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dc.identifier.citationCamilleri, A. (2017). The interaction of amyloidogenic proteins with mitochondrial membranes - role of cardiolipin (Doctoral dissertation).en_GB
dc.description.abstractBACKGROUND Neurodegenerative proteinopathies like Alzheimer's disease (AD) and Parkinson's disease (PD) are increasingly linked to direct damage to cellular membranes by aggregate complexes of amyloidogenic proteins, such as the amyloid-beta (A~) peptide, tau and a-synuclein (as). Although not related to human disease, aggregates ofthe N-terminal domain of the Eschericia coli HypF (HypF-N) protein are also membrane-active and cytotoxic. Mitochondria, abundantly located at neuronal synapses, are critically impaired in both AD and PD, leading to bioenergetics failure. OBJECTIVES In the present study, the focus of the investigation was amyloid toxicity by tau and as proteins to mitochondrial membranes. In particular, it was especially important to probe a mechanistic role for cardiolipin (CL), a non-bilayer forming acidic phospholipid unique to mitochondrial membranes, in mediating amyloid protein interaction with mitochondria. Another aspect of the present work involved validating a select group of small-molecule compounds as potential drug leads for enhancing the resilience of the mitochondrial membrane barrier against insult by amyloid aggregates. METHODOLOGY With this aim, an in vitro minimalist model system was used to eschew cellular complexity and provide a powerful means for obtaining mechanistic insights. Thus, mitochondria were freshly isolated from human neuroblastoma SH-SYSY cells and incubated with physiological (low micromolar) concentrations of tau, as, and HypF-N proteins aggregated according to established protocols. Mitochondria were subjected to assays reflecting outer or inner mitochondrial membrane integrity: organelle swelling, Cytochrome (Cyt) c release (CCR), and depolarisation of the inner mitochondrial membrane potential (LltJIm) . Further, direct binding of amyloid protein to mitochondria was assessed by immunoblotting and, in the case IV of tau, using liposomes having CL-rich membranes simulating the lipid environment of mitochondrial contact sites and the inner mitochondrial membrane. RESULTS Aggregate exposure instigated disruption of mitochondrial structural integrity as evidenced by abundant swelling, robust efflux of Cyt c from the mitochondria, and loss of the Ll'Pm (the latter not in the case of tau). An important result from a mechanistic point of view is that pharmacological inhibitors of the mitochondrial permeability transition pore (mPTP) complex could not rescue these phenotypes. Together with the mitochondrial binding studies, the data describes a scenario in which the amyloid proteins physically associate with mitochondria and possibly directly porate the mitochondrial membranes. Regarding amyloid-membrane affinity, a key finding is that the phospholipid CL appears to function as a leitmotif in targeting of amyloid proteins to mitochondrial membranes. Such a mechanism could involve either direct CL binding or sensing of, and insertion into, lipid packing and curvature defects created by the cone-shaped CL molecules. Finally, the diphenyl- pyrazole anti-aggregator anle138b, the polyphenol rosmarinic acid, and the theaflavin-rich extract from black tea, were the most effective three compounds in protecting mitochondrial organelles from perturbation by toxic amyloid entities. They may thus represent important drug leads to alleviate mitochondrial dysfunction in neurodegenerative diseases. CONCLUSION The data presented here advances a conceptual model in which CL-rich mitochondrial membranes, such as the outer membrane contact sites and the inner membrane, represent a generic target of aggregate complexes of amyloidogenic proteins. In the cytosol, toxic amyloid entities of proteins such as as and tau, would be free to target mitochondria by interacting with CL or by inserting into lipid defects created by the CL molecules, leading to compromised mitochondrial structural integrity. Hence, efforts on developing drugs that target mitochondrial lipids, and especially CL, might constitute a new strategy for pharmacological therapy of neurodegenerative proteinopathies.en_GB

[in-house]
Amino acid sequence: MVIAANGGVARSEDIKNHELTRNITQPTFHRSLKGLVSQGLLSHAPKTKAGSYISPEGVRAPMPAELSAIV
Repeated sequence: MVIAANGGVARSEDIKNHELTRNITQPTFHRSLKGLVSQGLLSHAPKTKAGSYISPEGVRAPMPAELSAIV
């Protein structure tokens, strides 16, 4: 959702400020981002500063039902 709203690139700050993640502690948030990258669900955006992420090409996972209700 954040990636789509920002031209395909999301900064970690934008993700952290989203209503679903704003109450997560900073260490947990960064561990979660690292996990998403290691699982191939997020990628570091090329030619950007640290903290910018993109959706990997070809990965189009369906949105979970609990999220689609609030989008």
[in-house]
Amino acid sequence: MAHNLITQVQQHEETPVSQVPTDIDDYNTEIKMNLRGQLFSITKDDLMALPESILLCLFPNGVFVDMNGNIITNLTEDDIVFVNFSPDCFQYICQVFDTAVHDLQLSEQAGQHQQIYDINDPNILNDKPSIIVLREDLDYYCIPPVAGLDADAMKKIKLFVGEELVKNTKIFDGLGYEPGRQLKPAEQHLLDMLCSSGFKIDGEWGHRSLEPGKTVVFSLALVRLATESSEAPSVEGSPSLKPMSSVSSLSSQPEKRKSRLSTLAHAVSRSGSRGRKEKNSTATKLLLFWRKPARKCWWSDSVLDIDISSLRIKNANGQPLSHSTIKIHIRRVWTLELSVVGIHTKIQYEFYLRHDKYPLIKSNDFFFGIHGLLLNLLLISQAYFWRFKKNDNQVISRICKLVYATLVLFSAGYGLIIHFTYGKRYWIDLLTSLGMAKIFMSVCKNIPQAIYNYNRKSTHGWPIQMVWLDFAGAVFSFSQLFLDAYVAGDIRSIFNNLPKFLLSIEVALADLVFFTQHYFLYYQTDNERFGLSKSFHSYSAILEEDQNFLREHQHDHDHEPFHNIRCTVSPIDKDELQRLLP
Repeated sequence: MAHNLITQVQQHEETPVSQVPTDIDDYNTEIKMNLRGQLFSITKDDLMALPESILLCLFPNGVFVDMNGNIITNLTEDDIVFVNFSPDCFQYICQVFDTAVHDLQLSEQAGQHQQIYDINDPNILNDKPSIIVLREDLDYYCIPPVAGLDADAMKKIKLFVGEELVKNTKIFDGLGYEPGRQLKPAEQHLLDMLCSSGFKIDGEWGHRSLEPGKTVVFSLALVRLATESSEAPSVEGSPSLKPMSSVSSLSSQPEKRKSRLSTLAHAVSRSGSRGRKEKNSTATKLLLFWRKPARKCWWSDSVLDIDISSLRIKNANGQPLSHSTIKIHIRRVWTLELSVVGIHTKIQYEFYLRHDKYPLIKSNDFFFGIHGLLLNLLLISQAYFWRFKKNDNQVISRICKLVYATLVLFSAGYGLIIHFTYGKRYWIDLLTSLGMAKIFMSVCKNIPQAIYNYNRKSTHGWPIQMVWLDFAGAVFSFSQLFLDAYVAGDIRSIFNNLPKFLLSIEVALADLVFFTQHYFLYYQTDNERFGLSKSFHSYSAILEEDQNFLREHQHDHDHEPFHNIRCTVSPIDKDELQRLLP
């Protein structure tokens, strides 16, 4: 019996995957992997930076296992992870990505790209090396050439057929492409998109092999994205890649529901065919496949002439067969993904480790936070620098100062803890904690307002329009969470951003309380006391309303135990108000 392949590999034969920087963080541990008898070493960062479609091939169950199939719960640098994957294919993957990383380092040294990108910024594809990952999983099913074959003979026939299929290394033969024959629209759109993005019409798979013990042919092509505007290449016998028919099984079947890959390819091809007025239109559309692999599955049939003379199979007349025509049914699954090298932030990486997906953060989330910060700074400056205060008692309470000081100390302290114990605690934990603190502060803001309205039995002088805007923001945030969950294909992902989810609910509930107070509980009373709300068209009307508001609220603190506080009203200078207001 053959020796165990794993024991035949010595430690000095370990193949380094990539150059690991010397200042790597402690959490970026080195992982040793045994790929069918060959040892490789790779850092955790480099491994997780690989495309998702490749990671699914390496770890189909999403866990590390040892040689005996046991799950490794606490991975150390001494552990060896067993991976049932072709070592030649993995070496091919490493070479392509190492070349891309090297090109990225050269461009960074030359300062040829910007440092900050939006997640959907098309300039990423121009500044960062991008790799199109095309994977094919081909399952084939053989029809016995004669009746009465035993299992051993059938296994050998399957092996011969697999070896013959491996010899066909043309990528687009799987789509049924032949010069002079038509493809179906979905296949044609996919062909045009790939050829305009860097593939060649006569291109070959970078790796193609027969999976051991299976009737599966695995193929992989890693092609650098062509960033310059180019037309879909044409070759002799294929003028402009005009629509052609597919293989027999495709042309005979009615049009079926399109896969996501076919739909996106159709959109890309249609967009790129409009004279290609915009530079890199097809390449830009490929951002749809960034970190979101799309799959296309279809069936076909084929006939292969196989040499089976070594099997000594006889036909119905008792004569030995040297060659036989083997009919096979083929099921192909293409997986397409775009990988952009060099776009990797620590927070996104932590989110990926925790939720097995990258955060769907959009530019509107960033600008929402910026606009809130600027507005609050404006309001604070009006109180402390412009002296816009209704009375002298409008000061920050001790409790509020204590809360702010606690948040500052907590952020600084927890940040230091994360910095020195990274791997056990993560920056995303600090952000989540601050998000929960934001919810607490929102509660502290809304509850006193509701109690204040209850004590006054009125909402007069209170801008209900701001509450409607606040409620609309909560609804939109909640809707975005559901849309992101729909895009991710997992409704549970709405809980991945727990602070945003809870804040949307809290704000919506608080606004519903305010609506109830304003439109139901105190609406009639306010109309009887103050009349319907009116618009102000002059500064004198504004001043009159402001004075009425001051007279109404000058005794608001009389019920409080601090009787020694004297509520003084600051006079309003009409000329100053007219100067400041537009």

dc.subjectProteins -- Metabolism -- Disordersen_GB
dc.subjectMitochondrial membranesen_GB
dc.subjectNervous system -- Degenerationen_GB
dc.titleThe interaction of amyloidogenic proteins with mitochondrial membranes - role of cardiolipinen_GB
dc.rights.holderThe copyright of this work belongs to the author(s)/publisher. The rights of this work are as defined by the appropriate Copyright Legislation or as modified by any successive legislation. Users may access this work and can make use of the information contained in accordance with the Copyright Legislation provided that the author must be properly acknowledged. Further distribution or reproduction in any format is prohibited without the prior permission of the copyright holderen_GB
dc.publisher.institutionUniversity of Maltaen_GB
dc.publisher.departmentFaculty of Medicine and Surgery. Department of Physiology & Biochemistryen_GB
dc.contributor.supervisorVassallo, Neville-
dc.contributor.creatorCamilleri, Angelique-
Appears in Collections:Dissertations - FacM&S - 2017
Dissertations - FacM&SPB - 2017

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